“The owners of City Football Group, Sheikh Mansour bin Zayed Al Nahyan and his family, have been instrumental in the regeneration of East Manchester since arriving at the club. Their legacy for the city is already written and we are hugely appreciative.
“We also want to give something back and believe that we can play a big part in creating a new generation of UAE sport leaders, educated by academic partners from Manchester and working closely with our colleagues from VSI.
“Three years ago, Manchester Metropolitan University launched what we consider to be the blue ribbon programme in elite sport leadership: a Masters Degree in Sporting Directorship.
“Sport in the Gulf states has never been stronger and we would like to contribute our experience in Europe to educating men and women capable of leading sports to the pinnacle of world sport.”
The MSD is a two-year part-time course which teaches a unique curriculum, designed to give students all the skills required to meet the demands of leading sporting organisations. Covering sports leadership, personal development, masterminding innovation and change, sport governance and best practice – alongside a diverse range of hands-on extra-curricular activities – the course provides unrivalled preparation for the role of sporting director.
With remote study twinned with on-campus commitments, a significant opportunity exists for sports and business professionals in the UAE to gain all the skills and practical experience needed to take their next career step.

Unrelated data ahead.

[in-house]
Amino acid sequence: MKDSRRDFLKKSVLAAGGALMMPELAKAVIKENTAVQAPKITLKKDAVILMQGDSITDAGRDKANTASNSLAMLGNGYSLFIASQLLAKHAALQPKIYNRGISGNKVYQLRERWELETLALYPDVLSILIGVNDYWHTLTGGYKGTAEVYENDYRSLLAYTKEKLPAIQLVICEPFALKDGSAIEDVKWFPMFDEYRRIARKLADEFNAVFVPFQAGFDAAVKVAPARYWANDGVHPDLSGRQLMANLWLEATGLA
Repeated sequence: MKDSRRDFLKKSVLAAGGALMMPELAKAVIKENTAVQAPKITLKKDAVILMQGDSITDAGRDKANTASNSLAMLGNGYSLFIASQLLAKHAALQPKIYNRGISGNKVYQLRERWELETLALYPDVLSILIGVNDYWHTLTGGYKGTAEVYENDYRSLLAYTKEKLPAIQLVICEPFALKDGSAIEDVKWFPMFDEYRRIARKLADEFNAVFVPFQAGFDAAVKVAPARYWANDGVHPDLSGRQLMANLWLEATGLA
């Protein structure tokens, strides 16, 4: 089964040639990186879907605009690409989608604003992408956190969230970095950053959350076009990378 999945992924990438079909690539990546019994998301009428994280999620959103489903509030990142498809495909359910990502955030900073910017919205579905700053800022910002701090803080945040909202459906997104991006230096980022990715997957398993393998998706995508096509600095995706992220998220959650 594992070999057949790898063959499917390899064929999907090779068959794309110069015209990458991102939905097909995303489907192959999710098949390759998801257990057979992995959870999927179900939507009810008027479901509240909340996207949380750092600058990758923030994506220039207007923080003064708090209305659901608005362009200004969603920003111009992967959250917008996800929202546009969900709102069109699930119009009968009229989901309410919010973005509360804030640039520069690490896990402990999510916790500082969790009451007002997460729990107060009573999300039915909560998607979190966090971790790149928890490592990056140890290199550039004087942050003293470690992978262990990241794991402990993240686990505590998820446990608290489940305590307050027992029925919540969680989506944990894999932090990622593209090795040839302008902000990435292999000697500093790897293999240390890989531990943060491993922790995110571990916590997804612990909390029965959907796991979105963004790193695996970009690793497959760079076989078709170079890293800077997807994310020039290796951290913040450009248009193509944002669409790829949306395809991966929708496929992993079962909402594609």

“From the conception of the programme we have had interest from individuals and groups in the UAE,” says Tony Faulkner, co-founder and VSI director. “Gareth Mordey from E-Sports in Dubal and Pippa Clarke from Hamilton Aquatics in Dubai are both on the programme in Manchester.
“We have visited Dubai and Abu Dhabi meeting with governing bodies in sport and potential future students. Sport creates a competi- tive mindset, everyone has the will to win but only the very best have the will to prepare to win.”
The course also aims to investigate the process behind sporting success, with the study of neuroscience key. MSD believes understanding the drives behind human social behaviour will lead to improved leadership and results.
Ex-England right-back Easton is convinced this knowledge will allow her to get the very best from herself and those around her.
She says: “Much of the course is underpinned by neuroscience and this on a practical level will really help me in dealing with people.
“Understanding how the brain drives performance is vital in any management position.”
The MSD is aimed for ambitious self-starters who want to take the next step, be that in sports or business. Mordey, of E-Sports, who provide a range of services for children’s sport and coaching, leisure and adult recreation plus corporate sports and events, is set to graduate this year. He is sure taking on the challenge will boost his career
He says: “The Masters in Sporting Directorship course has been a game changer for me personally and professionally. It has enabled me to better understand myself and once understanding myself then understanding others better.
“Professionally the learning, the theories and the models that we have learnt on the course have enabled me to better understand leadership and decision making.
“There is nothing like this in the UAE, the profile of person on the course, access to world-leading talent through pioneering and innovative partners like Manchester City FC, GB Cycling, Saatchi & Saatchi makes this a highly-attractive programme for leaders and potential leaders in sport and business across the UAE.
“I would think this is something the sports federations across the gulf should look into, as this will provide them with a world-leading platform to develop their people.”